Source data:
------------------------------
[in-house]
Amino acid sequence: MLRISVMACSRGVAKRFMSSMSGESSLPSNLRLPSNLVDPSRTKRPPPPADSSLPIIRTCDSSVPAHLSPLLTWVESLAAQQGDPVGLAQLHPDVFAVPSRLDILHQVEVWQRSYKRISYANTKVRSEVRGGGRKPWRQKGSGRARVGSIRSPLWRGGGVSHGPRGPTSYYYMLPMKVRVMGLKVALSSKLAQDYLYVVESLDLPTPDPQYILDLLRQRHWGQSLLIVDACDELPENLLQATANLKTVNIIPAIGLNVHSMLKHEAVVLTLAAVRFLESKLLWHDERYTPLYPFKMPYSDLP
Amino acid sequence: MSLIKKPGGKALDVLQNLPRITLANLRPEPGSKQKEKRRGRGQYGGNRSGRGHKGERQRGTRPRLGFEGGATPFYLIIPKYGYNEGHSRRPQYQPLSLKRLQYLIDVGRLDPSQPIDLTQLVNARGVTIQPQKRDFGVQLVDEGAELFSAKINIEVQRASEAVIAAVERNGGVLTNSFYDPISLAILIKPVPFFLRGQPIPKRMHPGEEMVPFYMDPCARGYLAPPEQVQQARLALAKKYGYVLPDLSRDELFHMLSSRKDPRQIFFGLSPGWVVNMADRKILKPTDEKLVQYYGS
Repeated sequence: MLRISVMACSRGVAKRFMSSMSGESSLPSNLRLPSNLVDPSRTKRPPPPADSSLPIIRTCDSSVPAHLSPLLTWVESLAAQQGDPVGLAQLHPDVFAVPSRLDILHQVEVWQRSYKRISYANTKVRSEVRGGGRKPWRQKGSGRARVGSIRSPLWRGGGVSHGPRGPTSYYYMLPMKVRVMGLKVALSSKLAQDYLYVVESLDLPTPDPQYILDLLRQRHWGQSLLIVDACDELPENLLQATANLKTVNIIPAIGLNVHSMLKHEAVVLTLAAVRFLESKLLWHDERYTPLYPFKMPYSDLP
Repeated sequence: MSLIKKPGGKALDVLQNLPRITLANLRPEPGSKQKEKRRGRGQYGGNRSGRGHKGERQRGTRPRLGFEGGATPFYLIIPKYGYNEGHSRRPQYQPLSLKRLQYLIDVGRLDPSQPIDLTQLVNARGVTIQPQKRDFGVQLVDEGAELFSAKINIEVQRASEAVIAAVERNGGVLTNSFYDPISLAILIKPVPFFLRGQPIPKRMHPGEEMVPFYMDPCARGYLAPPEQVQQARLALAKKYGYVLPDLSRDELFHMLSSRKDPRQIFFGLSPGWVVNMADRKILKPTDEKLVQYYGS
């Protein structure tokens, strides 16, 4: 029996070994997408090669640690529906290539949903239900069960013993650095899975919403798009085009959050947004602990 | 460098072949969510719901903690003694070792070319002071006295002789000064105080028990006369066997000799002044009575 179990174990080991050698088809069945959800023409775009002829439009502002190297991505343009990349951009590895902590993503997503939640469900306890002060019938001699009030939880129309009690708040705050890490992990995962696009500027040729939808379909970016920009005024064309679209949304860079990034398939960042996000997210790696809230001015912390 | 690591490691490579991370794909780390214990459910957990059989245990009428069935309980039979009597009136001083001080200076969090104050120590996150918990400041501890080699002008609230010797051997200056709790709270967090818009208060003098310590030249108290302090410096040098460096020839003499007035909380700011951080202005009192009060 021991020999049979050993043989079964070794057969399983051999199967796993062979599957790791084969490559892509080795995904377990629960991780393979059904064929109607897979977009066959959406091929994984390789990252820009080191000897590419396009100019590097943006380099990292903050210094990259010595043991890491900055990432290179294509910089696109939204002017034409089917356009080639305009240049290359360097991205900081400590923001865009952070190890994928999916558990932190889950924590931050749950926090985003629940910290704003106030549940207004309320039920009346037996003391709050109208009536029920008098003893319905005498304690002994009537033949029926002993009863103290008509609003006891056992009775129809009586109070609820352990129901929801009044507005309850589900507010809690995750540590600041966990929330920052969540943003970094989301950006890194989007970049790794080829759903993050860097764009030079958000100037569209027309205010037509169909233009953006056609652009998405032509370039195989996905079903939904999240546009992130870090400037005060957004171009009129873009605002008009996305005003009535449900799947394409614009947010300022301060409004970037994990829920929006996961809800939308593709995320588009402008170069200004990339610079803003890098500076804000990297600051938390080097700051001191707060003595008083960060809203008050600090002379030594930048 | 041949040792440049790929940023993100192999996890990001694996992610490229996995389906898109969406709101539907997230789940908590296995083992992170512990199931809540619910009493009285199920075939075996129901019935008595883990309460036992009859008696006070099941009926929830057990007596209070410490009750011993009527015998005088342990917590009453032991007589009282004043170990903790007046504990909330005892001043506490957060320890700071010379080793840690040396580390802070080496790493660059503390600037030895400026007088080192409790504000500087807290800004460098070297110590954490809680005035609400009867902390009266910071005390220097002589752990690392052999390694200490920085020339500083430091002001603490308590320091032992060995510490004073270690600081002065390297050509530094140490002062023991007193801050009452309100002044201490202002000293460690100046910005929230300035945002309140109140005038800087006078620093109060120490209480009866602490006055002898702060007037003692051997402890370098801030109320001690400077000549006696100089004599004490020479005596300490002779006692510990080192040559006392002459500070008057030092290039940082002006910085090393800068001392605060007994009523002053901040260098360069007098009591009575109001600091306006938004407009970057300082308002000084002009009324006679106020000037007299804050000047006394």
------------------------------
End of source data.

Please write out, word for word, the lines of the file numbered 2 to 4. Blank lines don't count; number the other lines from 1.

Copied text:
Amino acid sequence: MLRISVMACSRGVAKRFMSSMSGESSLPSNLRLPSNLVDPSRTKRPPPPADSSLPIIRTCDSSVPAHLSPLLTWVESLAAQQGDPVGLAQLHPDVFAVPSRLDILHQVEVWQRSYKRISYANTKVRSEVRGGGRKPWRQKGSGRARVGSIRSPLWRGGGVSHGPRGPTSYYYMLPMKVRVMGLKVALSSKLAQDYLYVVESLDLPTPDPQYILDLLRQRHWGQSLLIVDACDELPENLLQATANLKTVNIIPAIGLNVHSMLKHEAVVLTLAAVRFLESKLLWHDERYTPLYPFKMPYSDLP
Amino acid sequence: MSLIKKPGGKALDVLQNLPRITLANLRPEPGSKQKEKRRGRGQYGGNRSGRGHKGERQRGTRPRLGFEGGATPFYLIIPKYGYNEGHSRRPQYQPLSLKRLQYLIDVGRLDPSQPIDLTQLVNARGVTIQPQKRDFGVQLVDEGAELFSAKINIEVQRASEAVIAAVERNGGVLTNSFYDPISLAILIKPVPFFLRGQPIPKRMHPGEEMVPFYMDPCARGYLAPPEQVQQARLALAKKYGYVLPDLSRDELFHMLSSRKDPRQIFFGLSPGWVVNMADRKILKPTDEKLVQYYGS
Repeated sequence: MLRISVMACSRGVAKRFMSSMSGESSLPSNLRLPSNLVDPSRTKRPPPPADSSLPIIRTCDSSVPAHLSPLLTWVESLAAQQGDPVGLAQLHPDVFAVPSRLDILHQVEVWQRSYKRISYANTKVRSEVRGGGRKPWRQKGSGRARVGSIRSPLWRGGGVSHGPRGPTSYYYMLPMKVRVMGLKVALSSKLAQDYLYVVESLDLPTPDPQYILDLLRQRHWGQSLLIVDACDELPENLLQATANLKTVNIIPAIGLNVHSMLKHEAVVLTLAAVRFLESKLLWHDERYTPLYPFKMPYSDLP